Chicago Museum of Contemporary Art. 
Discussion centers of the artist's medi- 
um vs. the content of the work. (Mid- 
way 1311) 

4:00 NIGHT INTO DAY If you can't stay 
up for him, Bob will not be denied you. 

5:00 *A PRESS CONFERENCE WITH FE- 
DERICO FELLINI After a screening of 
Fellini Satyricon the Italian film master 
answered the questions of an audience 
composed of college students and pro- 
fessors. Produced by Milton Hoffman. 
(6/1) 

5:45 COUNTRY MUSIC Produced by Tom 
Whitmore. (6/1) 



Wl 



6:15 MISCELLANY 

6:30 NEWS 

6:45 BOOKS Reviews of current non- 
fiction works. (6/1) 

7:00 AFRICA SPEAKS FOR ITSELF Host 
Arthur Vilankulu discusses that conti- 
nent with his guests. (6/1) 

7:30 RAID ON THE WHITE TIGER REGI- 
MENT Excerpts from the new Chinese 
opera performed by the Peking Opera. 
Watch for The East Is Red, the uncut 
opera coming soon at your local radio 
station. 

8:00 BEFORE YOU TRUST IN CRITICS 
Joseph Morgenstern, film critic for 
Newsweek, is interviewed by Milton 
Hoffman, BAI's TV critic. (6/1) 

8:30 QUOTATIONS FROM CHAIRMAN 
MAO SET TO MUSIC Including "We 
should support whatever the enemy op- 
poses and oppose whatever the enemy 
supports"; " A revolution is not a din- 
ner party"; and others. From the China 
Record Company, Peking, China. 

9:00 *THE GHAZALS OF MIRZA GHALIB 
IN MUSIC Musical settings and readings 
in translation by Andrea Miller. The 
musicians include Brij Saxena, Ranjeet 
and Snajeet (his sons), and Bihari 
Sharma. This is the last in the series 
The Literature of Asia: Poetry, Story, 
and Song. 

9:45 *SCIENTISTS SPEAK OUT: Earth Day, 
1970 Representatives of the Environ- 
mental Action Coalition discuss the 
significance of Earth Day for New York 
City and the rest of the nation. Glenn 
Paulson of the Scientists' Committee 
for Public Information moderates. (June 
rebroadcast) 

10:45 JAZZ, ETC. Eric Raeburn with guest 
Tony Williams, drummer and composer. 
The Tony Williams Lifetime, Williams' 
new band, will be heard on recording. 

11:45 THE POETRY OF DONNA DICK- 
ENSON Maralyn Myers, actress, reads 
the works of the poet and translator. 

12:00 THE OUTSIDE With eminent trans- 
medium Steve Post. 




WBAI 



Page 15 



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City, granting B.A. seeks additional facul- 
ty starting summer 1970. Demands high 
level of commitment, energy, and cre- 
ativity in living-learning situation. Write 
to Bensalem College 555 East 191st St. 
Bronx, N.Y. 10458. 

ABE MANDELBLATT 

Is accepting serious students tor JAZZ 
and BOSSANOVA Guitar. 

For details call 583-6669 

YOUR NATAL HOROiSCOPE 

Progressed to the present time — $25.00 
includes a two hour reading. We offer a 
variety of additional services including 
marriage charts, business charts, selec- 
tions charts to determine the best time 
to begin any venture; and partnership 
comparison charts to determine compati- 
bility. Confidential consultants and rea- 
sonable fees. 

Astrology Consultants Inc. 

2 Pennsylvania Plaza, Suite 1500 

New York, N.Y. 10001 (21) 244-3100 



Exclusive Edition of Alexander Dobkin 

Lithograph, 5 color, 22" x 30", $50 un- 
framed, $80 framed. 

Bklyn. Heights Youth Center, 
406 Atlantic Ave., Bklyn. TR 5-4202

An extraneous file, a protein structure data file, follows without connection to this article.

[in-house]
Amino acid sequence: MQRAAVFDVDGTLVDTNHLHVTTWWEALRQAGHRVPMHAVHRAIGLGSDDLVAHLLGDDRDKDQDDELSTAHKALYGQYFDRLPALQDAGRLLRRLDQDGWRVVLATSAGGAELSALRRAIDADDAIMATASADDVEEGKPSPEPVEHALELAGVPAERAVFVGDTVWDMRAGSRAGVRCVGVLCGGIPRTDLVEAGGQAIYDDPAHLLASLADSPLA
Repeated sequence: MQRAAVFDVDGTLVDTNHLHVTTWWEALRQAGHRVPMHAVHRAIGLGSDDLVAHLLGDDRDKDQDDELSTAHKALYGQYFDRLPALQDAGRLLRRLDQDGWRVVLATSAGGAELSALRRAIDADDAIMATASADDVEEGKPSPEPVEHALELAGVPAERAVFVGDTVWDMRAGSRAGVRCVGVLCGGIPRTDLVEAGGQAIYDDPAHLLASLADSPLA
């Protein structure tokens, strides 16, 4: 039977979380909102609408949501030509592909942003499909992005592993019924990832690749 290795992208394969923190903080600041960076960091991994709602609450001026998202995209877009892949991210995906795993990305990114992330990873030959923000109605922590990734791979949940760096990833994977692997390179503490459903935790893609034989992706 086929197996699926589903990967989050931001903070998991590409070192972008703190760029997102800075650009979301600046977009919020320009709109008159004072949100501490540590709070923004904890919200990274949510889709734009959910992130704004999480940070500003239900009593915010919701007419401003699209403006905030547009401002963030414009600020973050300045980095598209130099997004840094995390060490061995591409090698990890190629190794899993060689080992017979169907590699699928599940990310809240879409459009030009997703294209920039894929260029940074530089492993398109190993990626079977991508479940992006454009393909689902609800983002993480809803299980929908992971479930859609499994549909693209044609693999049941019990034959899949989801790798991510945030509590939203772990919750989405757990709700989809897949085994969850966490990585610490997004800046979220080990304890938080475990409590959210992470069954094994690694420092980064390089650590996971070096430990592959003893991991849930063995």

MATHEMATICS 

Arith.; alg.; geom.; trig.; mod. math.; 
anal, geom.; calculus; GRE; physics; 
electronics. Expd. tutor. 
787-0238 

WBAI Staff Member 

Desperately needs a nice quiet place to 
spend June vacation by the sea or in the 
country. Must be cheap (or free). Call 
Dan in the Music Dept. afternoons. 

WHAT ARE YOUR KIDS DOING THIS 
SUMMER? 

MAYBE THEY'D LIKE 
CAMP ABELARD 

Camp ABELARD is a Non-profit, Inter- 
racial, Inter-cultural organization. The full 
range of camp activities, in a co-operative 
atmosphere. Focus on individuality, em- 
phasis on the Creative arts, pioneering 
and conservation. 130 boys and girls 
from 6-16 with 4 and 8 week sessions. 
Work Camp Program. Suzanne Gottlieb, 
director. 

CAMP ABELARD 

1 Union Square West 

Room 906, New York 10003 

(212) 675-5514 

I am planing to travel overland from 
London to India via the Middle East by 
Landrover camper. Leaving early summer. 
Need one or two companions to share 
expenses. Jerome Koenig, 228 W. 71 St., 
NYC. 873-1001 or 541-8100. 

DESIGNS IN WOOD 

Sleeping lofts our specialty. Work done in 
cedar, pine, oak and redwood. Bolts and 
screws used throughout. Inexpensive. Free 
est. Call TR7-1892 or CY4-6023. 



The SDanish Diaspora 
Who Rememliers? Who Cares? 




Join Pablo Casals, Salvador de 
Madariaga, Roger Baldwin, Alexander 
Calder, Lewis Mumford, and others in 
helping the Spanish Republicans 
exiled in France who fought fascist 
Franco, and later on, Hitler; suffering 
wounds of civil war and concentration 
camps. They are among the few who 
have never relented in fighting fascism. 

Help the tubercular, the diabetic, 
the blind, the old, the sick . . . 

A Holiday gift -a monthly adoption 
— whatever — will bring them the joy 
of knowing WE DO CARE! ! WE DO 
REMEMBER!! 



SPANISH REFUGEE AID 

80 East 11 St., Dept 5, NYC 10003 

Here is my contribution of $ 



I can adopt a refugee and send $_ 
a month. 



Namfi 






AdflfP'!'' 


City 


SlatP 


7in 


Contributions are tax-deductible 



for CHANGE of ADDRESS or RENEWAL 

Name (if repewal 

New address Gtlter 

City amount) 



Stale 



Zip 



$ 



WBAI 

359 e. 62 St. 

n.y.c. 

10021 



ATTACH LABEL HERE 




Z w 3* ^ 
o j4 o 5